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Old 09-22-2008   #9
 
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Originally Posted by 14kayaking2 View Post
Seriously here folks. I haven't even been keeping up on posts here...but... If you really hate McCain so bad... please just keep in mind we don't need Obama as president. He has been neutral, or not even voting (called a "present") for the majority of his political career. This man has run along with a democratic governor who has run a state into being the second or third poorest in the US (illinois..which damn near went bankrupt this last year(does that mean Illinois becomes Ohio?). He has ties to Rezko (scandal...SCANDAL.... that he is going to trial for here soon). MY GOD.... OPEN your eyes. Dear god people, the last thing we need is 30-40% hike in taxes as we are going into a very unstable financial period....great idea... HELL YEAH more TAXES!!! I love them). I'm sorry... it is just amazing how dumb some people are. OPEN YOUR F$%kin eyes. EVEN IF YOU don't want McCain....FOR GOD SAKES...don't vote for that SOB.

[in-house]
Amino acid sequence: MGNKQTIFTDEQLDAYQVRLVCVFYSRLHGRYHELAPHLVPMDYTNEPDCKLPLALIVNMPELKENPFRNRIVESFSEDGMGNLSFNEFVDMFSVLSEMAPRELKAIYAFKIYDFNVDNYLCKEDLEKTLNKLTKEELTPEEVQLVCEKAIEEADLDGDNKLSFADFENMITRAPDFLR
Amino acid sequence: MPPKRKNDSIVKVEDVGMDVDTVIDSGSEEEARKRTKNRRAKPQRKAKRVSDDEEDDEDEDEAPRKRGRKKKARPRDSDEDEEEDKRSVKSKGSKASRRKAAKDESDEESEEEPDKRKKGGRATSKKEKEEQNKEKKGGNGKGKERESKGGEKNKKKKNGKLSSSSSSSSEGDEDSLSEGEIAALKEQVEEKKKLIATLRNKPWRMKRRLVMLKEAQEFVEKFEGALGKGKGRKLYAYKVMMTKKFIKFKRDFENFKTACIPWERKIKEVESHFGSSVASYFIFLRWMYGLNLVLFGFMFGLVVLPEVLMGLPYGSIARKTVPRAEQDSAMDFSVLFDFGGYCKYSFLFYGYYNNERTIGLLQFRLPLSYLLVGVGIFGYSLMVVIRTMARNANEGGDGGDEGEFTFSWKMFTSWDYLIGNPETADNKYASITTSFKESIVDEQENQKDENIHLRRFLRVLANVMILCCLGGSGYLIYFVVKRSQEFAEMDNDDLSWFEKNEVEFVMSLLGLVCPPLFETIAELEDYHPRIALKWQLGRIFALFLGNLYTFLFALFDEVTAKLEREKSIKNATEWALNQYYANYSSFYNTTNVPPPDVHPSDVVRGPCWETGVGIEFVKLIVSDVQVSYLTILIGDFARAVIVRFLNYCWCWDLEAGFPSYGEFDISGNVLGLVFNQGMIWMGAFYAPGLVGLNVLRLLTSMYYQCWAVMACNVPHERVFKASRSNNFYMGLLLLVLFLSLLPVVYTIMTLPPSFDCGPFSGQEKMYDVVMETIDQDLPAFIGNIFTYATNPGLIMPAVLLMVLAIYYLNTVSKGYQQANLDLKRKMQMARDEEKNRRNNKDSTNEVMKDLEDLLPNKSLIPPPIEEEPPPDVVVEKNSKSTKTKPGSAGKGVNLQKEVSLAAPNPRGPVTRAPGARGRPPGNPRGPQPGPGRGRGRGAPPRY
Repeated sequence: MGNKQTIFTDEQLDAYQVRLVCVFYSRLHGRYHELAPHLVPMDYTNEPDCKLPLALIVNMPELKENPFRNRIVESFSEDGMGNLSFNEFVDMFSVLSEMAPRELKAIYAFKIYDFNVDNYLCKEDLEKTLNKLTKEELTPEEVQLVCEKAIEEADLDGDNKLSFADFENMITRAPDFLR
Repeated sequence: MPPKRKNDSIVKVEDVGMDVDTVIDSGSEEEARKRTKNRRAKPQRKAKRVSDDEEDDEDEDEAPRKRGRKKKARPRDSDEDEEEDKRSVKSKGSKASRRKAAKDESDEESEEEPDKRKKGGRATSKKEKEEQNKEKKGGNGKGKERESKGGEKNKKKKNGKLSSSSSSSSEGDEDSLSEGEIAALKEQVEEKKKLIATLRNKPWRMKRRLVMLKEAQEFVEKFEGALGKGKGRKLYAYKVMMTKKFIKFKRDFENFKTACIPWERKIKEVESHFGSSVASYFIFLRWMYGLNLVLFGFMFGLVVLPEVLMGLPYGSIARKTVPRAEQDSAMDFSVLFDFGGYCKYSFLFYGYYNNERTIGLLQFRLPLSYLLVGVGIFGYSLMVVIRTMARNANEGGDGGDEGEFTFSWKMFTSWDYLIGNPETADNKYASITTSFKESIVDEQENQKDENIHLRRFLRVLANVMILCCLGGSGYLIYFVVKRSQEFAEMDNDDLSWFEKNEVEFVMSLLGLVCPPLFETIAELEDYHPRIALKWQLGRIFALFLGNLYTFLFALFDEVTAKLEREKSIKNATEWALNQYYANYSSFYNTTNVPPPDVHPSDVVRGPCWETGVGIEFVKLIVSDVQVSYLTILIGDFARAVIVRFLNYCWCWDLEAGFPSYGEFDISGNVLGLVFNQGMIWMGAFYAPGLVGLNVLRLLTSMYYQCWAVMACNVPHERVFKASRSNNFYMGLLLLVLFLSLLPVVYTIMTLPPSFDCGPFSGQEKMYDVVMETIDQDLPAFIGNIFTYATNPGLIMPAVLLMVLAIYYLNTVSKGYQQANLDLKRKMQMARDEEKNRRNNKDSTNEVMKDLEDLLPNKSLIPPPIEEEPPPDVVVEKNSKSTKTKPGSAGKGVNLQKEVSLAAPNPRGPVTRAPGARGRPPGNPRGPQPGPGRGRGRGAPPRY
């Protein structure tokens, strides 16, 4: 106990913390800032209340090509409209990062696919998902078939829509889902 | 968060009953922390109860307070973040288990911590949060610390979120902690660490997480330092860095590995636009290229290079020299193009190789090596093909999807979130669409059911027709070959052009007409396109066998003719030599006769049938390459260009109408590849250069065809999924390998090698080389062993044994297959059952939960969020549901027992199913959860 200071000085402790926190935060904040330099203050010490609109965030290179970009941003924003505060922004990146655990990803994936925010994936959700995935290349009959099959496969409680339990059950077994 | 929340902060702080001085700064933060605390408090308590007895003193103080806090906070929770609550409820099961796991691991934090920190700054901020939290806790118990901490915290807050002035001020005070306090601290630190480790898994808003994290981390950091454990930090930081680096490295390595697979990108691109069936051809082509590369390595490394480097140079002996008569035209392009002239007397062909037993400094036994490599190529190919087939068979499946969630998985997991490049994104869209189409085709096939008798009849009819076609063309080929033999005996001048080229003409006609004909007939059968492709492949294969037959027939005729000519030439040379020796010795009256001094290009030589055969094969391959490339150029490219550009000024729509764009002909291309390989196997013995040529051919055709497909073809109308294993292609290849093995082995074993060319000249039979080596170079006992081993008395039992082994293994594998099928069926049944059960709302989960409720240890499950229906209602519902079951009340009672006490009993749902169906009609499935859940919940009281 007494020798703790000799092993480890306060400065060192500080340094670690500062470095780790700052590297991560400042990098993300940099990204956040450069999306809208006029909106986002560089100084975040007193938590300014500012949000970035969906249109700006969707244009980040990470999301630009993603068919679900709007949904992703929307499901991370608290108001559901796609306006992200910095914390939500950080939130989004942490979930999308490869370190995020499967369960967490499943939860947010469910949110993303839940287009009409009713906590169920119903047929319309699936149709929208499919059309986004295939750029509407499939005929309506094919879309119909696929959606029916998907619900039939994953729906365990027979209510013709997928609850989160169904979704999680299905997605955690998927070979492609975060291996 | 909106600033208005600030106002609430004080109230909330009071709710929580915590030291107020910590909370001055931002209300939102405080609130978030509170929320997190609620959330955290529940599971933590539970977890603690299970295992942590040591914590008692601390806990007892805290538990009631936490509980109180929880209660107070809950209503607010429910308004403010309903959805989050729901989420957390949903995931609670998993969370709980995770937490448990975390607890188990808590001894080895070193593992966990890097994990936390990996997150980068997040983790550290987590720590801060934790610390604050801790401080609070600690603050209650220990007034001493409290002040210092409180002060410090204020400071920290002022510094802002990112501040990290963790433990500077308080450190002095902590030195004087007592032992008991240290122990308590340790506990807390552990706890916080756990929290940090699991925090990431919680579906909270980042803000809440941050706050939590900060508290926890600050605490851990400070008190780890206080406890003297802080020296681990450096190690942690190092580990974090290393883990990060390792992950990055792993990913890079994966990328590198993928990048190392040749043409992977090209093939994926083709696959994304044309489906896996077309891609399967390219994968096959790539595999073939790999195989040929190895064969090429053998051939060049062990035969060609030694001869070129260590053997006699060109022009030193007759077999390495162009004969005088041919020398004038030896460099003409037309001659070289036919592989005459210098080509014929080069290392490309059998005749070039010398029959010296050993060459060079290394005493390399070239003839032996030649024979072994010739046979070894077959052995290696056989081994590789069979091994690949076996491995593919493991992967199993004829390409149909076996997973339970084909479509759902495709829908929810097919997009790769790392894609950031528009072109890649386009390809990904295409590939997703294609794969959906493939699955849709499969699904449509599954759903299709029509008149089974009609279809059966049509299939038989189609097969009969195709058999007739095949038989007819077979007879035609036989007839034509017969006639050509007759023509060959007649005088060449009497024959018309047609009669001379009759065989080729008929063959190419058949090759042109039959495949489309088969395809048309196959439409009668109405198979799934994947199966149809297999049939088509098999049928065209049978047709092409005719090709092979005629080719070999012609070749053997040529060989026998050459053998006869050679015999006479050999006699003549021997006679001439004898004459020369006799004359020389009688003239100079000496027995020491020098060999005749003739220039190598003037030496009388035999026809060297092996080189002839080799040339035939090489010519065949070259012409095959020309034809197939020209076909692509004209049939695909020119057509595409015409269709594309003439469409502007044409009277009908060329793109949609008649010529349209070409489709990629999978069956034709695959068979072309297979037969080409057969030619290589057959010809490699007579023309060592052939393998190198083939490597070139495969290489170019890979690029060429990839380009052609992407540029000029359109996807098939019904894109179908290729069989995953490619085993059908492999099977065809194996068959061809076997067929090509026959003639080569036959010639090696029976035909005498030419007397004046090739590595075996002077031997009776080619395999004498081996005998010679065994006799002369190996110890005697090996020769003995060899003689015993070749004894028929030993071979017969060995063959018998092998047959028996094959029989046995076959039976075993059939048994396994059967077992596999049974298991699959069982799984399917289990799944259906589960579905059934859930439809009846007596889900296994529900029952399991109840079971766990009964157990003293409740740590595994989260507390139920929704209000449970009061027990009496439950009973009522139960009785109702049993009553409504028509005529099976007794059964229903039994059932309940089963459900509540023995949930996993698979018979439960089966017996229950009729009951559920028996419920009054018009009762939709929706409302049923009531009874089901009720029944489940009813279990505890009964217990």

MY GOD. OHMYFUGGINGGOD. GOD!!!!!

You seriously need to get a grip. If Rezko was a flash point of truthfulness, Hillary would have lit him up 6 months ago. No story there, just a name you heard from Michelle Malkin or some other firebrand. And show just one citation where you got that 30% tax increase number. He's proposing lowering taxes for everyone but the top 5% (and I KNOW a guy like you ain't making $250K+ in Frisco. Even still - Obama is talking about about reverting back to 39% (from 36%) for those at the very top end of the income brackets. You liftchair-scooping ass would get a tax cut under Obama.

And you're not even close on Illinois: States of the United States of America by income - Wikipedia, the free encyclopedia

MY......GOD.....you're the dummy. Think for yourself- don't just repeat what some asshat says on the radio.
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Old 09-23-2008   #10
 
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14kayaking2, thank you for showing us just damaging paint huffing is. Very scary stuff. We will learn from your example.